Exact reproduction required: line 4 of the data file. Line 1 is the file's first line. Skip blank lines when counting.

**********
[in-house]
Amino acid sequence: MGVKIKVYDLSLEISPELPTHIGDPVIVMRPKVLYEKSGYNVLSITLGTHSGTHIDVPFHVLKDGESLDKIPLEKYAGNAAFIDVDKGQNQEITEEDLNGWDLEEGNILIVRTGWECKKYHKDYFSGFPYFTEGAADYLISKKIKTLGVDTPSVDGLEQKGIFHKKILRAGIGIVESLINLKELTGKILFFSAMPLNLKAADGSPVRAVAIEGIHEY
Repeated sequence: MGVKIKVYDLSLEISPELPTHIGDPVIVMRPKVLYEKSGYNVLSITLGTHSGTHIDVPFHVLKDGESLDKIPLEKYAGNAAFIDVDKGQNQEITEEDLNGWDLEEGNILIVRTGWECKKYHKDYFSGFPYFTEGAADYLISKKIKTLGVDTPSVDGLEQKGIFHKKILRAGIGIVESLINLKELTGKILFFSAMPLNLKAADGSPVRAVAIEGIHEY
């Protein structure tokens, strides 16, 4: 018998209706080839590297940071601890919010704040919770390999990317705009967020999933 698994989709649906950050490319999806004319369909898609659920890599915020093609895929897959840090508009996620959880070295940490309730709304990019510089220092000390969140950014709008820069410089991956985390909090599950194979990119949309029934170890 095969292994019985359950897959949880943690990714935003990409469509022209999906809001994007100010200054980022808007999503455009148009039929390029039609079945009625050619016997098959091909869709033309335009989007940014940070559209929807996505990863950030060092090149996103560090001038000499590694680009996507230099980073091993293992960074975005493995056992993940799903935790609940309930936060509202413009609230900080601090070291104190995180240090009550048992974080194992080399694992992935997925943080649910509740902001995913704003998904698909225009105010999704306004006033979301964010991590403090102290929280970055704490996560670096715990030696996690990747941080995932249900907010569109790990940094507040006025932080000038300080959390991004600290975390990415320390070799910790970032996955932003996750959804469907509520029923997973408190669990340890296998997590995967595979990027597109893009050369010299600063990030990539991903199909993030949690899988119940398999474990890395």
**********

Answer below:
């Protein structure tokens, strides 16, 4: 018998209706080839590297940071601890919010704040919770390999990317705009967020999933 698994989709649906950050490319999806004319369909898609659920890599915020093609895929897959840090508009996620959880070295940490309730709304990019510089220092000390969140950014709008820069410089991956985390909090599950194979990119949309029934170890 095969292994019985359950897959949880943690990714935003990409469509022209999906809001994007100010200054980022808007999503455009148009039929390029039609079945009625050619016997098959091909869709033309335009989007940014940070559209929807996505990863950030060092090149996103560090001038000499590694680009996507230099980073091993293992960074975005493995056992993940799903935790609940309930936060509202413009609230900080601090070291104190995180240090009550048992974080194992080399694992992935997925943080649910509740902001995913704003998904698909225009105010999704306004006033979301964010991590403090102290929280970055704490996560670096715990030696996690990747941080995932249900907010569109790990940094507040006025932080000038300080959390991004600290975390990415320390070799910790970032996955932003996750959804469907509520029923997973408190669990340890296998997590995967595979990027597109893009050369010299600063990030990539991903199909993030949690899988119940398999474990890395």